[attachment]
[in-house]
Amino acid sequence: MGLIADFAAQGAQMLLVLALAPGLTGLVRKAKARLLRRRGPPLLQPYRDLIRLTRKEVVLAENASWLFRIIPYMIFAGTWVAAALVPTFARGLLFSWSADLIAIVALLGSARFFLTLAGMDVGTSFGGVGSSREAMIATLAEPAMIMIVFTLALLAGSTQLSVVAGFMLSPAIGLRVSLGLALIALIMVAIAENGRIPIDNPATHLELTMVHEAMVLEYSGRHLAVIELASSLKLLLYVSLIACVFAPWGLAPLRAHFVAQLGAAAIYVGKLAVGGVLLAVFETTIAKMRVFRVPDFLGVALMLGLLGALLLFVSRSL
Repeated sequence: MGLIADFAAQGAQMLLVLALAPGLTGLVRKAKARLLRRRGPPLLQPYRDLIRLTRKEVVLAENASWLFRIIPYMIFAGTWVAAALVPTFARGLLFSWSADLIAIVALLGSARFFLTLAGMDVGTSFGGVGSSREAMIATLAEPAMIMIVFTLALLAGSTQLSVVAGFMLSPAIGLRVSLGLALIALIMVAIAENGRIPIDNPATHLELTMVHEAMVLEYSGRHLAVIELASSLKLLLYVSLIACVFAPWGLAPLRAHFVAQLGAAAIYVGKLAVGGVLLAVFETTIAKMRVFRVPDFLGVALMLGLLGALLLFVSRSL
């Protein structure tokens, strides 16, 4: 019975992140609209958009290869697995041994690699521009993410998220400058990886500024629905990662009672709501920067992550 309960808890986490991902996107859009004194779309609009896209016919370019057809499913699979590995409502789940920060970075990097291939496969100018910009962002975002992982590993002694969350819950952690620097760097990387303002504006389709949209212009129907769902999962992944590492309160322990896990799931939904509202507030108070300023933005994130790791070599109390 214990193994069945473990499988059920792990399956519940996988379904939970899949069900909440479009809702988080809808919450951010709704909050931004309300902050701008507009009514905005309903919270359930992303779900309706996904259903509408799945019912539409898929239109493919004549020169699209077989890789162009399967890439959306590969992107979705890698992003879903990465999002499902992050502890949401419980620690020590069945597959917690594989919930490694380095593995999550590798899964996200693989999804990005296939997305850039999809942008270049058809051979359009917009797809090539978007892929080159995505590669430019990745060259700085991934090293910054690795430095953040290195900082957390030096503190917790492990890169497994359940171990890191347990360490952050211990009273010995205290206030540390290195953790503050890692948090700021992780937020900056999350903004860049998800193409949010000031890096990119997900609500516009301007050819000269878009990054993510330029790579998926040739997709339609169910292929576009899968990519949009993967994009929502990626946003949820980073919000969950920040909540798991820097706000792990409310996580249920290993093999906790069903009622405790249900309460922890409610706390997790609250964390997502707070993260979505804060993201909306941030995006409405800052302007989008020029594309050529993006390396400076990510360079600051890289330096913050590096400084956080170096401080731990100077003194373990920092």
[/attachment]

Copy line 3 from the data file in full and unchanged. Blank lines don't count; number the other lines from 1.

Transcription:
Repeated sequence: MGLIADFAAQGAQMLLVLALAPGLTGLVRKAKARLLRRRGPPLLQPYRDLIRLTRKEVVLAENASWLFRIIPYMIFAGTWVAAALVPTFARGLLFSWSADLIAIVALLGSARFFLTLAGMDVGTSFGGVGSSREAMIATLAEPAMIMIVFTLALLAGSTQLSVVAGFMLSPAIGLRVSLGLALIALIMVAIAENGRIPIDNPATHLELTMVHEAMVLEYSGRHLAVIELASSLKLLLYVSLIACVFAPWGLAPLRAHFVAQLGAAAIYVGKLAVGGVLLAVFETTIAKMRVFRVPDFLGVALMLGLLGALLLFVSRSL